Fig. 4: (a) Example of a dental implant artifact on one of our SROC test cases (b) Output of our algorithm where reasonable contours for various OARs in the vicinity of the dental artifact are still generated (c) Visualization of ground truth OAR segmentations used for training (d) Visualization of output OAR segmentations from our algorithm

Iv Discussion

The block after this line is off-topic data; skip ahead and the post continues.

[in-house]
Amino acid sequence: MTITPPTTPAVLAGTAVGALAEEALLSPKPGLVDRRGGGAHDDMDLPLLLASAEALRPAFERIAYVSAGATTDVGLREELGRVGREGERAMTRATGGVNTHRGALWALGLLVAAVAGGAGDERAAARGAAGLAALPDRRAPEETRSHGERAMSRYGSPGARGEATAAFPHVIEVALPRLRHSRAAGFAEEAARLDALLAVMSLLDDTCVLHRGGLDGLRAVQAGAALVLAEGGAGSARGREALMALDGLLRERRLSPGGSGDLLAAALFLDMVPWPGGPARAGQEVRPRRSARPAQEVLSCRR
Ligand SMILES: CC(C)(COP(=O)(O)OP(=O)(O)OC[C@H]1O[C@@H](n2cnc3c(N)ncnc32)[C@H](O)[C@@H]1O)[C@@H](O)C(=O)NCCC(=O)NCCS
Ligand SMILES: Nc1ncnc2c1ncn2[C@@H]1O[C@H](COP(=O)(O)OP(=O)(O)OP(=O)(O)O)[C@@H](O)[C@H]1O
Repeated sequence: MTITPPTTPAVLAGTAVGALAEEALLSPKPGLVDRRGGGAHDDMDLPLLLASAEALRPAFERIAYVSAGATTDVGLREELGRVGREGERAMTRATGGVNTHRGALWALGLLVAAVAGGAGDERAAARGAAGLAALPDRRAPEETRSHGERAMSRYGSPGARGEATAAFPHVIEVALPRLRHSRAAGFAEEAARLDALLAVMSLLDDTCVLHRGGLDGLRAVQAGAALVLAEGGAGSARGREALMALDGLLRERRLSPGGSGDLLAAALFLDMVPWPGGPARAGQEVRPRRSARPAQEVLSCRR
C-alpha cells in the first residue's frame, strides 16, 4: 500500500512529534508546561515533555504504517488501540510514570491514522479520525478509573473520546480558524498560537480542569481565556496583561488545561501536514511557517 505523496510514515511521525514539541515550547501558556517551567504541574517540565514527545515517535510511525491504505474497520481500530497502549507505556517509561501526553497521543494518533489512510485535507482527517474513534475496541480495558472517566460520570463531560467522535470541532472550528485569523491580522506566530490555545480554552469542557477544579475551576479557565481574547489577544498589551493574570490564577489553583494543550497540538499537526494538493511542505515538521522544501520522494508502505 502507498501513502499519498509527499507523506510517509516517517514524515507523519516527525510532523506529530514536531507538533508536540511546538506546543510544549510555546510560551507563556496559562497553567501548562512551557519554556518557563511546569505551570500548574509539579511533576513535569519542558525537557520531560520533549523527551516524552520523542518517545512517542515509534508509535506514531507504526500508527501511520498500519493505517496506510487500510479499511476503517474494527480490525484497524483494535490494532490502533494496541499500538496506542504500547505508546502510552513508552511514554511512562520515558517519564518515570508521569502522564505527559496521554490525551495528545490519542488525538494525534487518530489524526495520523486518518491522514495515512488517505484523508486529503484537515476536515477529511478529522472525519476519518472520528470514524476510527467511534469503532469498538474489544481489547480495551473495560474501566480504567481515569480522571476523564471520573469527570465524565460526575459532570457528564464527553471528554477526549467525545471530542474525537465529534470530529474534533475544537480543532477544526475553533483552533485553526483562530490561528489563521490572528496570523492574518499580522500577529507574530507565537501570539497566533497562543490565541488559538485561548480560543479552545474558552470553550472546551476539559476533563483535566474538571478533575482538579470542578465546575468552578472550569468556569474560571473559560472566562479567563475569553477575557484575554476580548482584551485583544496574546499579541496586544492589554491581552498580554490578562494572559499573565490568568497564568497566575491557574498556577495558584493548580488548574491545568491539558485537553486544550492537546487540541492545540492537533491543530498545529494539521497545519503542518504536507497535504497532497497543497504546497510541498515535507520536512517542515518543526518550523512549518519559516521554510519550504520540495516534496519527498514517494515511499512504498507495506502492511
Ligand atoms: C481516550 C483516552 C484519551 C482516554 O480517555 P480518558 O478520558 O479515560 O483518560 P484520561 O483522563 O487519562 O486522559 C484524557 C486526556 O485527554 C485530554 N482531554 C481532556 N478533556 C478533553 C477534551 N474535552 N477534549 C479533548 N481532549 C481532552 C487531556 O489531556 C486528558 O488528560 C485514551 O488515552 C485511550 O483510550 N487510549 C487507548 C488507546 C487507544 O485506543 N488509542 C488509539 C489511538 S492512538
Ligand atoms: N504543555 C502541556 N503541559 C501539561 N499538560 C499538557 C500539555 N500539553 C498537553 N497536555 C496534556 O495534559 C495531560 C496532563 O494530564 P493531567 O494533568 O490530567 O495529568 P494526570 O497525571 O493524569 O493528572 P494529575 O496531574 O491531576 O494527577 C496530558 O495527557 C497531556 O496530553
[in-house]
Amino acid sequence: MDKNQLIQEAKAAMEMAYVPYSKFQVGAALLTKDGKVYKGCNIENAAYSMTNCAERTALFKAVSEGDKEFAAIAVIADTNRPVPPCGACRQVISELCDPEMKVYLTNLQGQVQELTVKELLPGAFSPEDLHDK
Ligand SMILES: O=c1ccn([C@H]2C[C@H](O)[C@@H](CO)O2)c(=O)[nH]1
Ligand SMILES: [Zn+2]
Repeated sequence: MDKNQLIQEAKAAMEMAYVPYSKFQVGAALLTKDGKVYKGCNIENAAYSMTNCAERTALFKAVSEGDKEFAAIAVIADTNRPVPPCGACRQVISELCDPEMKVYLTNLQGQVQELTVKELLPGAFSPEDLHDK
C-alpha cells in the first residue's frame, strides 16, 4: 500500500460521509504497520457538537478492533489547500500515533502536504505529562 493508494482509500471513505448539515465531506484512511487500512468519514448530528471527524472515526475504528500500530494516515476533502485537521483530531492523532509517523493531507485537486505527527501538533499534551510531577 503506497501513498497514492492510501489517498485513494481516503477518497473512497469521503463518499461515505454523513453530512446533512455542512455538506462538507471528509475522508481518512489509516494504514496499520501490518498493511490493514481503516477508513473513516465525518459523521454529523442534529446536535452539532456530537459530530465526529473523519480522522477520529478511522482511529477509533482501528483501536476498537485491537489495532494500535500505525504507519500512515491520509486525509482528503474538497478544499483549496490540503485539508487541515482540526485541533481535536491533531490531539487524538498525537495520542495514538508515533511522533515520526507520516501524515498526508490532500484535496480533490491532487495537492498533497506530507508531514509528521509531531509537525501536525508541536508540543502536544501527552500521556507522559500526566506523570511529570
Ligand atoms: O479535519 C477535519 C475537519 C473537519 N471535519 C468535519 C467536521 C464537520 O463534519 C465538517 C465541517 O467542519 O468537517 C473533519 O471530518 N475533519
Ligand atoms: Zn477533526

Registration of head and neck patients often involves large deformations due to the complexity of different body geometry, position, rotation, and bending angle. Cases that require these large deformations can be better fit by breaking down the overall deformation into a cascade of smaller, more manageable ones. As our framework cascades deformations (i.e. Equation 3 and 4), it maintains a diffeomorphic property if each individual deformation in the cascade remains diffeomorphic[Ashburner2007], which we can enforce by assuming a stationary velocity field and integrating that velocity field using a scaling and squaring method (see section C in the Supplementary Materials). As depicted in Figure 3, incorporating more deformation blocks into the cascade allowed for improved training-time registration performance, which can lead to overfitting as is the case with Baselines 1 and 2. Using more deformation blocks in the cascade improves training efficiency, because it allows the network to perform a coarse-to-fine alignment with each alignment involving smaller displacements than if the network had only used one deformation block. Our proposed method uses a variational approach while leveraging multiple dense deformation blocks in a cascade. The variational regularization terms, along with a built-in gaussian smoothing of the velocity field, help to reduce overfitting for our proposed method. Moreover, our method utilizes an improved localization network composed of dense convolution blocks. Along with the semi-supervised pseudo-labelling of our training data, these improvements contribute to the improved performance of our proposed methods as compared to other state of the art learning-based registration algorithms.